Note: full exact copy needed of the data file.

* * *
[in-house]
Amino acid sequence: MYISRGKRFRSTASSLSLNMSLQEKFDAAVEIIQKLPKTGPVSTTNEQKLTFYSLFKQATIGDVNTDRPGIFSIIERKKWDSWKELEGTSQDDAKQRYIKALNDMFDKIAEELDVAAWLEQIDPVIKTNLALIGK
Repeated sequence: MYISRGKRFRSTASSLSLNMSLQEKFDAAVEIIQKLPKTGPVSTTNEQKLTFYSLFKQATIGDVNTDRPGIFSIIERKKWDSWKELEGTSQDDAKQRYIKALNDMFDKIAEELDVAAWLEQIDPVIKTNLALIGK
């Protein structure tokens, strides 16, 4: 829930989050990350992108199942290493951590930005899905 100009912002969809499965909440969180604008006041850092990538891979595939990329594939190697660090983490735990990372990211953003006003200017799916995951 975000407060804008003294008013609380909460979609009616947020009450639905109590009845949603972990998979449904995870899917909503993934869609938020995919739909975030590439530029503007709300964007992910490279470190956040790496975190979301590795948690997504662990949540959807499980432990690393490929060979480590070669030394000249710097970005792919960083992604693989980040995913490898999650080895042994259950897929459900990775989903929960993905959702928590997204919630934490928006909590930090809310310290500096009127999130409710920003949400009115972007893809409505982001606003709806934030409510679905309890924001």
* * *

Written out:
[in-house]
Amino acid sequence: MYISRGKRFRSTASSLSLNMSLQEKFDAAVEIIQKLPKTGPVSTTNEQKLTFYSLFKQATIGDVNTDRPGIFSIIERKKWDSWKELEGTSQDDAKQRYIKALNDMFDKIAEELDVAAWLEQIDPVIKTNLALIGK
Repeated sequence: MYISRGKRFRSTASSLSLNMSLQEKFDAAVEIIQKLPKTGPVSTTNEQKLTFYSLFKQATIGDVNTDRPGIFSIIERKKWDSWKELEGTSQDDAKQRYIKALNDMFDKIAEELDVAAWLEQIDPVIKTNLALIGK
């Protein structure tokens, strides 16, 4: 829930989050990350992108199942290493951590930005899905 100009912002969809499965909440969180604008006041850092990538891979595939990329594939190697660090983490735990990372990211953003006003200017799916995951 975000407060804008003294008013609380909460979609009616947020009450639905109590009845949603972990998979449904995870899917909503993934869609938020995919739909975030590439530029503007709300964007992910490279470190956040790496975190979301590795948690997504662990949540959807499980432990690393490929060979480590070669030394000249710097970005792919960083992604693989980040995913490898999650080895042994259950897929459900990775989903929960993905959702928590997204919630934490928006909590930090809310310290500096009127999130409710920003949400009115972007893809409505982001606003709806934030409510679905309890924001």